For example, a b c d becomes a a+b a+b+c a+b+c+d.

The -/~ then constructs a subtraction table based on the input, so x y z becomes:

x-x x-y x-z
y-x y-y y-z
z-x z-y z-z

When applied to a a+b a+b+c a+b+c+d, the result would be:

    0  -b -b-c -b-c-d
    b   0   -c   -c-d
  b+c   c    0     -d
b+c+d c+d    d      0

This calculated the sums of all the substrings which does not contain a.

This guarantees to be enough, since if one bisection contains a, the other bisection will not contain a and also will not wrap around.

  • 3
    \$\begingroup\$ With some restructuring, you can get to 13 bytes: +/e.&,2*+/\\. \$\endgroup\$
    – Zgarb
    Jun 4, 2016 at 15:35

Jelly, 9 8 bytes


Return a non-empty list (truthy) or an empty list (falsy). Try it online! or verify all test cases.

How it works

Ḥ+\©_Sf®  Main link. Argument: A (list)

Ḥ         Double all integers in A.
 +\       Take the cumulative sum of 2A.
   ©      Copy; store the result in the register.
    _S    Subtract the sum of A from each partial sum of 2A.
      f®  Filter; intersect this list with the list in the register.

Julia, 34 30 29 bytes


Thanks to @GlenO for golfing off 1 byte!

Try it online!

How it works

After storing the cumulative sum of 2x in x, we subtract the row vector x' from the column vector x, yielding the matrix of all possible differences. Essentially, this computes the sums of all adjacent subarrays of x that do not contain the first value, their negatives, and 0's in the diagonal.

Finally, we test if the sum of the original array x belongs to the generated matrix. If this is the case, the sum of at least one of the adjacent sublists is equal to exactly halve of the sum of the entire list, meaning that there is at least one bisector.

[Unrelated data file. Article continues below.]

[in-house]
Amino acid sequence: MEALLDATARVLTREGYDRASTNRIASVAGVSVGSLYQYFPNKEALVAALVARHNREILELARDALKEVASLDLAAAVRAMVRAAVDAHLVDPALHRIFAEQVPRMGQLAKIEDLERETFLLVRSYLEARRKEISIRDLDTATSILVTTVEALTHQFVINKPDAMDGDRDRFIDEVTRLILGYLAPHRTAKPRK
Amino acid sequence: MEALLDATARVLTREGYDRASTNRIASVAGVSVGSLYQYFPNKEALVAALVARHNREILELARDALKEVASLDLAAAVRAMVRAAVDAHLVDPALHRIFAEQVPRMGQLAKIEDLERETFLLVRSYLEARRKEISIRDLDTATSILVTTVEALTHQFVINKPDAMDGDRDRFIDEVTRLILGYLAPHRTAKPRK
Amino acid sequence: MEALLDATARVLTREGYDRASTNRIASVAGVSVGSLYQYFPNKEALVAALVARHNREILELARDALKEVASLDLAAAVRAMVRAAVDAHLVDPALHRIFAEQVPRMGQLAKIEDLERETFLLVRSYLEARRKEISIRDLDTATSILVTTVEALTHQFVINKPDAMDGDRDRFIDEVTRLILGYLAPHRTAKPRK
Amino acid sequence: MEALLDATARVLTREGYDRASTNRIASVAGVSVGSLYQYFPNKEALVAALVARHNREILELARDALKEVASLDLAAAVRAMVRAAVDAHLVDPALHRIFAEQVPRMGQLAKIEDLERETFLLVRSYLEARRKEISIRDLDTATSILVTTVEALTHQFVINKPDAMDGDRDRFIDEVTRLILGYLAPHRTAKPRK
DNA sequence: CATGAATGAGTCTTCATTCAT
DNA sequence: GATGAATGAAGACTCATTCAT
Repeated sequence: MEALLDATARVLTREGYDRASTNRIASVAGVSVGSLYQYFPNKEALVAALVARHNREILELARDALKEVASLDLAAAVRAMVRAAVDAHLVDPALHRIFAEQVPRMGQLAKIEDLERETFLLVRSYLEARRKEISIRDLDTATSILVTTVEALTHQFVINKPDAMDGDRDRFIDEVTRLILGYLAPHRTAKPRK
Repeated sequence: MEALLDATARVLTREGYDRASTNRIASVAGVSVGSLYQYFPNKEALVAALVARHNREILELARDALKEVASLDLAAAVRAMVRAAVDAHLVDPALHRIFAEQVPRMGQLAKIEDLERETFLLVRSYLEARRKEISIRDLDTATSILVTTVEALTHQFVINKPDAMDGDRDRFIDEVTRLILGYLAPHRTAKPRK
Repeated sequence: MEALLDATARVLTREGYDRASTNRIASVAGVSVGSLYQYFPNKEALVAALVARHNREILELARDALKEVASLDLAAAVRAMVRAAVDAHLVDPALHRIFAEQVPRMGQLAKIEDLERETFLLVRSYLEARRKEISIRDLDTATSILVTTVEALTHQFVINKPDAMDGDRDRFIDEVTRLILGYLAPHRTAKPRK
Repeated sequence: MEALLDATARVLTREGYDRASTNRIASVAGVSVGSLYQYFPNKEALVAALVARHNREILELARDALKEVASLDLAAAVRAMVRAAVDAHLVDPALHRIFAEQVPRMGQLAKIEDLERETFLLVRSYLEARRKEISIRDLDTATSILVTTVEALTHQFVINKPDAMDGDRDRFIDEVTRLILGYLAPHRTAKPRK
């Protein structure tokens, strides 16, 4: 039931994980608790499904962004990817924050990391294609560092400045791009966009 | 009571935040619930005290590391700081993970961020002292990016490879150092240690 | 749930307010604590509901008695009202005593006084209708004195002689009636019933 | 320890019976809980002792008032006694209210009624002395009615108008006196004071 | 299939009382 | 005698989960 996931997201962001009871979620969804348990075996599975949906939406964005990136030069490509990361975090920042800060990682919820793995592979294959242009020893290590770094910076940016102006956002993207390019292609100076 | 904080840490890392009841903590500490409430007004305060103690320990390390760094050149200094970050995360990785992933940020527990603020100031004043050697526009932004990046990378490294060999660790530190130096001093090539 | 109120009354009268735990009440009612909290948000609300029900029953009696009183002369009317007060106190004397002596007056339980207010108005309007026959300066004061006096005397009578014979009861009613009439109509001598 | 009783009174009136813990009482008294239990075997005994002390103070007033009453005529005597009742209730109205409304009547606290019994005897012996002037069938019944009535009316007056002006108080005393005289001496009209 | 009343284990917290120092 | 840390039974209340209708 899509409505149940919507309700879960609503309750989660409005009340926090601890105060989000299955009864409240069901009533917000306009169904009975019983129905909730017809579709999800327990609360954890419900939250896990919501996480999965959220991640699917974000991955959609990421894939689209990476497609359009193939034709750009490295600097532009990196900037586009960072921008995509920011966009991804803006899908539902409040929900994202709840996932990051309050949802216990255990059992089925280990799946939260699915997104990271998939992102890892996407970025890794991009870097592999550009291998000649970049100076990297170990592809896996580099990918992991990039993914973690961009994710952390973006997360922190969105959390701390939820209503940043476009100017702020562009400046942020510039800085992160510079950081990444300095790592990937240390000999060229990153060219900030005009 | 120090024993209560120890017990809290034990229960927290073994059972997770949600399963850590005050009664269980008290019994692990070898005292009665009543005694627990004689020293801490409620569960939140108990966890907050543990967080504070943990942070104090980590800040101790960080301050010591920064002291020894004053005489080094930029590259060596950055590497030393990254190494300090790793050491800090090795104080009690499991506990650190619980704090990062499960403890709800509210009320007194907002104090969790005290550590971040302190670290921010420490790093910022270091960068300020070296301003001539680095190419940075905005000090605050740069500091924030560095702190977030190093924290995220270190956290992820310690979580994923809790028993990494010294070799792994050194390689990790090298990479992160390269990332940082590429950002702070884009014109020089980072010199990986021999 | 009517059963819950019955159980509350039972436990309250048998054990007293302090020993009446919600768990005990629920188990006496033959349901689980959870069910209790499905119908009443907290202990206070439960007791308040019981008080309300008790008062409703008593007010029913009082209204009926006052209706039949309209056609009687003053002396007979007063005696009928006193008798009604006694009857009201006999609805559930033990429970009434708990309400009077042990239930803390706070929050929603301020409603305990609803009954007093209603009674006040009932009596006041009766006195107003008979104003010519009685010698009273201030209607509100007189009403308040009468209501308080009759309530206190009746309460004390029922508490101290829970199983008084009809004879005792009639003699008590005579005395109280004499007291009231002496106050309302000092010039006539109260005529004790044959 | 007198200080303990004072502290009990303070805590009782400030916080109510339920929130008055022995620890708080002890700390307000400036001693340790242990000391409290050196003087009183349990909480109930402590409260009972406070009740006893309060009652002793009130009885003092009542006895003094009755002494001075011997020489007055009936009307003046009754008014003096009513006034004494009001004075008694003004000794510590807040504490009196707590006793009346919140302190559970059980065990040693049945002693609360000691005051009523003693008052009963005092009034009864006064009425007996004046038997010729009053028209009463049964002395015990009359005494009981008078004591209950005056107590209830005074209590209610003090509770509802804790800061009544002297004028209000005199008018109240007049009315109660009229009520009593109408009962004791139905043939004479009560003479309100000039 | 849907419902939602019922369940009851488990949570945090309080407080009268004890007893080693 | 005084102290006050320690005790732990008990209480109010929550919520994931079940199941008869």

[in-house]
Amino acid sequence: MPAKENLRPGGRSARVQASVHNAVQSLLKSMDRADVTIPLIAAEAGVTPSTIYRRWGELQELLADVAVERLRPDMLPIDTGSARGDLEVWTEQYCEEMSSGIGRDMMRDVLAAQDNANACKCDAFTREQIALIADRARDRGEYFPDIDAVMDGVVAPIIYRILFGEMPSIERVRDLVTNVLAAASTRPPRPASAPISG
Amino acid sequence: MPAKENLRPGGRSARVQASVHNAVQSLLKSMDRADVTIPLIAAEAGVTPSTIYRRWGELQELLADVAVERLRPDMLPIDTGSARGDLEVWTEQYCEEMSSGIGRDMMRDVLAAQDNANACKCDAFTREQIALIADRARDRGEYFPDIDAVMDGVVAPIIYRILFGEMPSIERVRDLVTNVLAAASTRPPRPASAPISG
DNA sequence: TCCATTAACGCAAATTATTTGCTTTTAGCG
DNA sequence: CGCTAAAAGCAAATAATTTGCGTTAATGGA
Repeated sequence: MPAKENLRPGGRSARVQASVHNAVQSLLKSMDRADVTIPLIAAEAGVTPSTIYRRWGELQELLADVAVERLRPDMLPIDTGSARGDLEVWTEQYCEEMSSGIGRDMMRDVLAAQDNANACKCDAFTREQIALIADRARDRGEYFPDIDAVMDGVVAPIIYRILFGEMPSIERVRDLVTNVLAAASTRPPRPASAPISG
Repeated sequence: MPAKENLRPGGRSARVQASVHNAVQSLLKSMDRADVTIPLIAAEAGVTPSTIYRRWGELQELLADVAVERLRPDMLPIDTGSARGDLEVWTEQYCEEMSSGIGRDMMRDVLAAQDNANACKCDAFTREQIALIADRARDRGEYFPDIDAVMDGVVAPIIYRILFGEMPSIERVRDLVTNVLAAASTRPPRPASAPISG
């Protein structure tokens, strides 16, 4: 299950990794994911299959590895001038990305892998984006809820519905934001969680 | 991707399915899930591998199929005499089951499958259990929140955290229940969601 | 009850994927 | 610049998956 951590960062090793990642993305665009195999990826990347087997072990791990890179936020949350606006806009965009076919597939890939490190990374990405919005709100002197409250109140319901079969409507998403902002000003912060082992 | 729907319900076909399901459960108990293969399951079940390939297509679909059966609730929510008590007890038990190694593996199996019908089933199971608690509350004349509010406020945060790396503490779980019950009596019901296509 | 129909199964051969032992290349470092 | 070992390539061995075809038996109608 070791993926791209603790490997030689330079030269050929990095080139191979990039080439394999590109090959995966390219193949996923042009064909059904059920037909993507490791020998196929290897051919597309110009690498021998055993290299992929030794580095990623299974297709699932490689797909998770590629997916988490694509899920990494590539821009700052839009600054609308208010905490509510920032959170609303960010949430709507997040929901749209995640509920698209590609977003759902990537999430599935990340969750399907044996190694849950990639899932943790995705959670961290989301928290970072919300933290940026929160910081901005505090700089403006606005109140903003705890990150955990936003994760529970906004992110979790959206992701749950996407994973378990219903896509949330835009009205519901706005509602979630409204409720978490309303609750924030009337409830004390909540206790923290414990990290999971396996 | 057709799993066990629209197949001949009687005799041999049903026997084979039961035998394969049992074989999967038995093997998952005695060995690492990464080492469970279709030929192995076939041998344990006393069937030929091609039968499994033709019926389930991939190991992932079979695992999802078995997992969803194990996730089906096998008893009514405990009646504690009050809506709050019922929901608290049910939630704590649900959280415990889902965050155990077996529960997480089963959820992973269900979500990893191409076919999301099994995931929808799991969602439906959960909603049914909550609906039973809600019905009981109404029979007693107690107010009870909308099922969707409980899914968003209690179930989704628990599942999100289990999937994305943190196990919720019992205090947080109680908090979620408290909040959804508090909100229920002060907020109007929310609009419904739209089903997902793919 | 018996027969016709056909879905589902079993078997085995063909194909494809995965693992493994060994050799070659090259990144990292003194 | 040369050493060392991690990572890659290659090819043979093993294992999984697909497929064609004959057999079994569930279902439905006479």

• 15
    \$\begingroup\$ Let's watch as Dennis gives 5 answers before anyone else gives one. \$\endgroup\$ Jun 4, 2016 at 4:53

Haskell, 41 bytes

f l=elem(sum l/2)$scanr(:)[]l>>=scanl(+)0

The idea is to check whether there is a sublist of l whose sum equals sum l/2. We generate the sums of these sublists as scanr(:)[]l>>=scanl(+)0. Let's look at how this works with l=[1,2,3]

>> scanr(:)[]l
-- the suffixes of l

>> scanl(+)0 [2,3,4]
-- the cumulative sums of the input

>> scanr(:)[]l>>=scanl(+)0
-- the cumulative sums of the suffixes of l, flattened to a single list

Old 43 bytes:

f l|c<-scanl1(+)l=elem(sum l/2)$(-)<$>c<*>c

Generates the list c of cumulative sums. Then, checks if any two of these sums differ by sum l/2 by checking if it is an element of the list of differences (-)<$>c<*>c.


Python 2, 64 bytes

f=lambda l,s=0:l>[]and(sum(l)==s)|f(l[1:],s+l[0])|f(l,s+l.pop())

Recursively tries to remove elements from the front or end until the sum of what remains equals the sum of what was deleted, which is stored is s. Takes time exponential in the list length.

Dennis saved 3 bytes with pop.

  • \$\begingroup\$ A weird alternative that gives lists: f=lambda l,s=0:l and(sum(l)==s)*l+f(l[1:],s+l[0])+f(l,s+l.pop()) \$\endgroup\$
    – xnor
    Jun 4, 2016 at 8:05

Pyth, 10 9 bytes


Test it in the Pyth Compiler.

How it works

       .:  Generate the list of all adjacent sublists.